The Nigerian city of Lagos has a high threat of crime. Limited manpower, a lack of vehicles and widespread corruption have crippled local law enforcement. As a result, travel in Lagos requires vigilance and diligent consideration of security measures. As it is a large urban area, travelers should take the same precautions they would in any other major metropolitan area. In addition, adhere to the following risk mitigation strategies to be able to safely conduct business. Rely on transportation provided by local contacts. Do not explore the city alone, particularly at night. Avoid the Agege, Ajegunle, Amukoko, Badia, Bariga, Ijeshatedo/Itire, Ilaje, Iwaya and Makoko slum areas.
Airline Carrier Assessment:
British Airways: British Airways (BA) is a reputable airlines and on iJET's Preferred Carrier List. There are no issues that would warrant concern about traveling on this carrier.
Recent iJET Alerts/Situation Reports:
President Returns – Feb. 24: President Umaru Yar'Adua returned to Nigeria on Feb. 24 from Saudi Arabia, where he had been receiving medical treatment for a heart condition since Nov. 23. Yar'Adua arrived at Abuja's airport in the early morning and was escorted to his presidential palace by ambulance. Despite the president’s return, Acting President Goodluck Jonathan will continue to run the country while Yar’Adua recovers. Yar'Adua's secretive return is a sign that his health condition – the cause of political controversy in Nigeria - has not yet improved. Yar'Adua has not been seen in public since leaving Nigeria, drawing calls by critics, political opponents and activists for him to step down. Parliament’s decision to allow his deputy Jonathan to become acting president on Feb. 9 has nominally helped to resolve the political turmoil created by his extended absence. Uncertainty surrounding Yar’Adua’s health and the political vacuum it produced have in the past prompted protests in major cities, including Lagos. However, with Jonathan at the helm, disputes in the near term will likely be concentrated among members of Yar’Adua and Jonathan’s ruling party Peoples Democratic Party (PDP) and between their supportive political camps. Avoid public discussion or speculation about the President’s health.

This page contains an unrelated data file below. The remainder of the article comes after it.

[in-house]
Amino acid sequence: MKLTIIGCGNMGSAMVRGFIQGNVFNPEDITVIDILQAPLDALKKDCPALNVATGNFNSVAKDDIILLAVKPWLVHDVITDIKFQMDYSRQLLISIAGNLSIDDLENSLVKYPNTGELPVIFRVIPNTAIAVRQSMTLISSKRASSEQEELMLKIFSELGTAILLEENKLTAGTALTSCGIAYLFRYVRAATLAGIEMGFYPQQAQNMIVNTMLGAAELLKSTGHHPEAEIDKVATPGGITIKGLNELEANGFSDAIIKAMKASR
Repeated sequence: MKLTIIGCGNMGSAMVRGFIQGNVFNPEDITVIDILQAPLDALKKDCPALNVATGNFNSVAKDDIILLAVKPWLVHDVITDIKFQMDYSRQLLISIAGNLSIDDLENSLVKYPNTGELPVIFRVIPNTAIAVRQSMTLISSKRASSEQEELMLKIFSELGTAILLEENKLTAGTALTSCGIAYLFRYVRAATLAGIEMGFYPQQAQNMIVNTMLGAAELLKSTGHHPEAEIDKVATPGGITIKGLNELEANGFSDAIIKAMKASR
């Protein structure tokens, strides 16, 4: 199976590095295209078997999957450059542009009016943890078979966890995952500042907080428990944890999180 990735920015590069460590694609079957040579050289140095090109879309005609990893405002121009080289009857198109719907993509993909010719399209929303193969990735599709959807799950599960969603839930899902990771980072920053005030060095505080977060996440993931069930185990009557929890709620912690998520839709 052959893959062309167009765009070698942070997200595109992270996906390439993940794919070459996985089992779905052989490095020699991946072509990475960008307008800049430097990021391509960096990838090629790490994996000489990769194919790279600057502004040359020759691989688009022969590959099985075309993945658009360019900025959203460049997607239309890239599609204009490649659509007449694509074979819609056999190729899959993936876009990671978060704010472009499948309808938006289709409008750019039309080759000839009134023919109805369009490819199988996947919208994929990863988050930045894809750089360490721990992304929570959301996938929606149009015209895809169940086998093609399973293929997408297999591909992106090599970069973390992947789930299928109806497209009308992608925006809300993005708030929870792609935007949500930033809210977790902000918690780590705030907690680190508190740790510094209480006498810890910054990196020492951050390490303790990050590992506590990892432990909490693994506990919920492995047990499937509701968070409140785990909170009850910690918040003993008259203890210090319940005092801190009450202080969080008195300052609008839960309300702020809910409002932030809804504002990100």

MEND renounces ceasefire Jan. 30 and promises new attacks on oil industry assets in Niger Delta, Nigeria: After a three-month ceasefire, the Movement for the Emancipation of the Niger Delta (MEND) announced Jan. 30 that they would renew attacks on oil industry assets and personnel in the Niger Delta. MEND advised it did not believe the government would honor their promise to restore greater control to citizens over the natural resources and land in the Niger Delta.
MEND ordered a ceasefire in October after the government promised unconditional amnesty to thousands of militants who disarmed. Becoming increasingly unsatisfied with the government's inability to make good on promises to former militants of cash payments, job...